US send troops, advisors and cash to Africa for neo-colonialism

Islamist fighters have made a habit of quietly slipping across the border into Niger to rest, rearm and refit, officials say — a pipeline the African nation of Niger is eager to shut down with the Pentagon’s help.
With more than a decade of land wars in Iraq and Afghanistan drawing to an end, the American military’s involvement in Niger illustrates how the Pentagon is trying to juggle two competing missions in Africa: contain the spread of Islamist militancy without having to pour a lot of soldiers or money into the region.
Army’s storied First Infantry Division are conducting more than 100 missions including sending two-man sniper teams to Burundi.
As part of a three-week exercise, Army Green Berets from Fort Carson, Colo., and instructors from other Western countries have trained African troops in Niger to conduct combat patrols and to foil terrorist ambushes.
“If you can develop a trusting relationship with people, you can gather any information you need,” Fougou Malam Saley, an American-trained sergeant in Niger’s army, said before the medical event and a meeting with 15 community leaders visiting from areas where Boko Haram uses subtle intimidation.
American officials point out that they will intervene directly when vital interests are at stake. In South Sudan, American soldiers and Marines positioned in the region after the attack on the United States Mission in Benghazi, Libya, in 2012, rushed to help evacuate dozens of Americans from the embassy there last December. Commando raids last year in Libya (successful) and Somalia (failed) show the United States will not farm out its top counterterrorism missions, officials say.
But the weaknesses of the Pentagon’s strategy to outsource its security needs in stretches of Africa are also on display in Niger, where the government of President Mahamadou Issoufou is struggling to stem a flow of extremists across the country’s lightly defended borders with Mali, Nigeria and Libya. Even with Western aid, Niger’s top officials say the challenge is daunting.
“Niger is suffering the collateral fallout of the Libyan and Malian crises,” Niger’s foreign minister, Mohamed Bazoum, told a security conference in Niger last month.
In the past two years, the United States has spent $33 million to build Niger’s counterterrorism abilities, providing equipment such as radios, water and fuel trucks, spare parts, helmets, body armor, uniforms and GPS devices.
Here in this remote southeastern city, Niger’s security forces have stepped up patrols and created a new intelligence unit to ferret out infiltrators.
Just across the border in Nigeria, there has been a recent surge of attacks by Boko Haram, which the State Department last November branded a terrorist group with links to Al Qaeda in the Islamic Maghreb. “A new generation of Boko Haram militants is displaying a greater appetite for violence,” said a report issued last month by the United Nations office that monitors sanctions on Al Qaeda and the Taliban.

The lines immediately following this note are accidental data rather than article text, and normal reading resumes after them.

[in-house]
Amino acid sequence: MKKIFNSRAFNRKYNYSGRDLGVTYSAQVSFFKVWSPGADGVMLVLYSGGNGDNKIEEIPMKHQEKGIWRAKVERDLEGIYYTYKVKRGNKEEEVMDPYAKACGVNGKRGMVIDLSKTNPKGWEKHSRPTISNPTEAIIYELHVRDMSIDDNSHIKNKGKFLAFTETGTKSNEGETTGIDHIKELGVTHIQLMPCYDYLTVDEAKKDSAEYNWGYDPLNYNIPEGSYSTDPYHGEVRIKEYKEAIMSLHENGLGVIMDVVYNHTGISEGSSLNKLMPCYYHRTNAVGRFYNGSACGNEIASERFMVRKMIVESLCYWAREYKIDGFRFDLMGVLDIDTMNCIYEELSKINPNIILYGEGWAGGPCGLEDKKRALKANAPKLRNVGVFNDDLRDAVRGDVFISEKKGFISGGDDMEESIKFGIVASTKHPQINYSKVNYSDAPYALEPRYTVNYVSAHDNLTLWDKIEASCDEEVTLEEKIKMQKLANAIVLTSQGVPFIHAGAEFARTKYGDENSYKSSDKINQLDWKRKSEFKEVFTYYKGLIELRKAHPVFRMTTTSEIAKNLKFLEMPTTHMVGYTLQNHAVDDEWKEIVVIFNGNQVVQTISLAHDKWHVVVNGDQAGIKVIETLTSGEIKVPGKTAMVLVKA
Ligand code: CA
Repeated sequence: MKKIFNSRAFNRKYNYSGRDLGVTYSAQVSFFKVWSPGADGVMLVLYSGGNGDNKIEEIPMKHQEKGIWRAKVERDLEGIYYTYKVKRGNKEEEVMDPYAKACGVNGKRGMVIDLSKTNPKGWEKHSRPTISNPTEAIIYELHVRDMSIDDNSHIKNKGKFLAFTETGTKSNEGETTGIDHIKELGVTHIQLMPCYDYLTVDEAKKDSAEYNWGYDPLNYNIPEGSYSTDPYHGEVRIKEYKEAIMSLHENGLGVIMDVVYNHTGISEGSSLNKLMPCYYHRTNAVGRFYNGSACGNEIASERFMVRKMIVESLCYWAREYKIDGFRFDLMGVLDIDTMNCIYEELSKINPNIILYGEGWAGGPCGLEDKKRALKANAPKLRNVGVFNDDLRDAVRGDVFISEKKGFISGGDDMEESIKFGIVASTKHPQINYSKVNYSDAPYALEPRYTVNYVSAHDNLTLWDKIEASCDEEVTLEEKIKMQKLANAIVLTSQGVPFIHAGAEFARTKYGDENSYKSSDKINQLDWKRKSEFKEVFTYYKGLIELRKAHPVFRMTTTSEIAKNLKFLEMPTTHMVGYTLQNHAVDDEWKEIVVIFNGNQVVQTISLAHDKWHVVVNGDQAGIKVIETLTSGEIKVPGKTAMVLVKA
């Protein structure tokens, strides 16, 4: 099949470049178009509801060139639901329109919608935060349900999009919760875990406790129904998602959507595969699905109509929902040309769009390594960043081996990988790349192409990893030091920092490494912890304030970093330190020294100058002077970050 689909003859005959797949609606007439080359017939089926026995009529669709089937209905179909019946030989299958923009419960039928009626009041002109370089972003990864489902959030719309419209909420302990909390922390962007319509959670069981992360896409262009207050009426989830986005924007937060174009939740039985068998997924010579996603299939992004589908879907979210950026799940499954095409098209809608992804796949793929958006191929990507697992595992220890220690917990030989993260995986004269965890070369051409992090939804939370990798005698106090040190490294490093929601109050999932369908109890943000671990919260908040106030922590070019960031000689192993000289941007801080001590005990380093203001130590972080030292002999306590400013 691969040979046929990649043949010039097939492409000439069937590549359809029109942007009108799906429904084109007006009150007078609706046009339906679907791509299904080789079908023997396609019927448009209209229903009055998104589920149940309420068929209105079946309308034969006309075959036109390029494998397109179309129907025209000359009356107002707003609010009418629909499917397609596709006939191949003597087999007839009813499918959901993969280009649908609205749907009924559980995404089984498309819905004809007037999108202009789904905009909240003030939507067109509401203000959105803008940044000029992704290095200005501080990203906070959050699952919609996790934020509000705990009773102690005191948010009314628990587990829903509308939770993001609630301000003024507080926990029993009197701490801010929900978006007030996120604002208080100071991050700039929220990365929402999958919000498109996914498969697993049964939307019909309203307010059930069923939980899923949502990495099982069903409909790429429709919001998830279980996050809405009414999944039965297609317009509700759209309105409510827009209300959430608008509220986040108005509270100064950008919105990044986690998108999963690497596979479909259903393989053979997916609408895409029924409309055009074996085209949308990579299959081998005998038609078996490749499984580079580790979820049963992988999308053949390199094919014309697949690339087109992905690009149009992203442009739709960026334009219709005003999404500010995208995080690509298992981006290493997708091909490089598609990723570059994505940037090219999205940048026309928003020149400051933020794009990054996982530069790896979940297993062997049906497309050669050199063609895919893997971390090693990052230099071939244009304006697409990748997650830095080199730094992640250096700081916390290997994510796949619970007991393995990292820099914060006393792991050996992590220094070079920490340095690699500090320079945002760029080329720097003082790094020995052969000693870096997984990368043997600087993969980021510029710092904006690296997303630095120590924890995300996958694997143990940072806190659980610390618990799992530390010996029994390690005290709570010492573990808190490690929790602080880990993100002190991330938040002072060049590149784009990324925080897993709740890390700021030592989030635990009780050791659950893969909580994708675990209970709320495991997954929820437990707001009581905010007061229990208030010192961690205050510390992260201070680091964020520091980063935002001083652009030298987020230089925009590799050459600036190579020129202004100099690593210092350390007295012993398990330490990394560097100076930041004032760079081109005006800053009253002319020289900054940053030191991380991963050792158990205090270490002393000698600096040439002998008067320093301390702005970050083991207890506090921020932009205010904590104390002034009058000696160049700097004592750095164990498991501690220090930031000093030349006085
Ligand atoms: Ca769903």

American officials are putting the finishing touches on a plan for United States Army instructors to help train an 850-member battalion of rangers as part of Nigeria’s new special forces command.
Some American lawmakers say the administration’s level of involvement makes sense, but argue that direct American military engagement may have to increase if threats in the region rise. “It’s a balancing act,” said Representative Frank A. LoBiondo, a New Jersey Republican on the Intelligence Committee who specializes in Africa and visited Niger and Nigeria in January. “Many of these countries consider the U.S. a partner and strong ally, but they have serious concerns about what our footprint looks like.”
The American strategy in Africa also hinges on European partners. In January, France began to reorganize its 3,000 troops in the Sahel region — a vast area on the southern flank of the Sahara that stretches from Senegal to Chad — to carry out counterterrorism operations more effectively, officials said. France will concentrate its air power in Chad, its new reconnaissance drones in Niger, its special operations troops in Burkina Faso and its logistics hub in Ivory Coast.
The United States has provided intelligence, as well as refueling and transport planes, to France, which intends to keep about 1,000 soldiers in Mali to conduct counterterrorism missions.
“Leveraging and partnering with the French is a way to go,” James R. Clapper Jr., the director of national intelligence, told Congress last month. “They have insight and understanding and, importantly, a willingness to use the forces they have there now.”
Against this backdrop, the Pentagon’s Africa Command is running an annual exercise conducted since 2005 called Flintlock. This year, about 600 African troops and 500 Western trainers and support personnel, including about 300 Americans, participated here and in two cities in central Niger, Agadez and Tahoua.
In temperatures often soaring above 100 degrees, African troops in groups of up to 40 teamed up with advisers from the United States or European allies like Italy, France, Britain and Norway. They practiced marksmanship, patrolling harsh desert terrain and conducting checkpoints against suspicious vehicles.

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